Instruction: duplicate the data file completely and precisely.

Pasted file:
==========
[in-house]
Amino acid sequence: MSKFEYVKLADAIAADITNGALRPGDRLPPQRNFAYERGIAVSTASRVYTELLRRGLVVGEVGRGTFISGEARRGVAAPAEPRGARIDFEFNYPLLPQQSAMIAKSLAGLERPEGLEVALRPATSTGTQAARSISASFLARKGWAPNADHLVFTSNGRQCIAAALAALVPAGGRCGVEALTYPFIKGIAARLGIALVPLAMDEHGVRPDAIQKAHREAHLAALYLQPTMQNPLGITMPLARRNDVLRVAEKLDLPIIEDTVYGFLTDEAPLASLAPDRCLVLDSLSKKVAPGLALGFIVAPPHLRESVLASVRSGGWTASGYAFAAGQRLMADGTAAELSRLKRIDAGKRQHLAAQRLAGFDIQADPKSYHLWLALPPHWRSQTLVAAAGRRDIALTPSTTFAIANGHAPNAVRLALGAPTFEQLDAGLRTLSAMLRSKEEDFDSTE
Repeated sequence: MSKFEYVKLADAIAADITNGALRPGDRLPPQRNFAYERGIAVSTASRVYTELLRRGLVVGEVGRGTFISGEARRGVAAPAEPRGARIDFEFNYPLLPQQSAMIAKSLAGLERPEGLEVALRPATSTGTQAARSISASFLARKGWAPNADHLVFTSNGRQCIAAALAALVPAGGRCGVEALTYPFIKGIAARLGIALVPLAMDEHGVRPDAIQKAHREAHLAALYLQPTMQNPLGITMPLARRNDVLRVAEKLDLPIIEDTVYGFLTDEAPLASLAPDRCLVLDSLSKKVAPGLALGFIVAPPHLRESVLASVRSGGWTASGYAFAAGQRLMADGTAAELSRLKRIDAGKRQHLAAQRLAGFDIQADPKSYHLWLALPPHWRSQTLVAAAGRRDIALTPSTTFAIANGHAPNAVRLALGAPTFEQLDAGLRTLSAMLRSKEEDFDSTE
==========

[in-house]
Amino acid sequence: MSKFEYVKLADAIAADITNGALRPGDRLPPQRNFAYERGIAVSTASRVYTELLRRGLVVGEVGRGTFISGEARRGVAAPAEPRGARIDFEFNYPLLPQQSAMIAKSLAGLERPEGLEVALRPATSTGTQAARSISASFLARKGWAPNADHLVFTSNGRQCIAAALAALVPAGGRCGVEALTYPFIKGIAARLGIALVPLAMDEHGVRPDAIQKAHREAHLAALYLQPTMQNPLGITMPLARRNDVLRVAEKLDLPIIEDTVYGFLTDEAPLASLAPDRCLVLDSLSKKVAPGLALGFIVAPPHLRESVLASVRSGGWTASGYAFAAGQRLMADGTAAELSRLKRIDAGKRQHLAAQRLAGFDIQADPKSYHLWLALPPHWRSQTLVAAAGRRDIALTPSTTFAIANGHAPNAVRLALGAPTFEQLDAGLRTLSAMLRSKEEDFDSTE
Repeated sequence: MSKFEYVKLADAIAADITNGALRPGDRLPPQRNFAYERGIAVSTASRVYTELLRRGLVVGEVGRGTFISGEARRGVAAPAEPRGARIDFEFNYPLLPQQSAMIAKSLAGLERPEGLEVALRPATSTGTQAARSISASFLARKGWAPNADHLVFTSNGRQCIAAALAALVPAGGRCGVEALTYPFIKGIAARLGIALVPLAMDEHGVRPDAIQKAHREAHLAALYLQPTMQNPLGITMPLARRNDVLRVAEKLDLPIIEDTVYGFLTDEAPLASLAPDRCLVLDSLSKKVAPGLALGFIVAPPHLRESVLASVRSGGWTASGYAFAAGQRLMADGTAAELSRLKRIDAGKRQHLAAQRLAGFDIQADPKSYHLWLALPPHWRSQTLVAAAGRRDIALTPSTTFAIANGHAPNAVRLALGAPTFEQLDAGLRTLSAMLRSKEEDFDSTE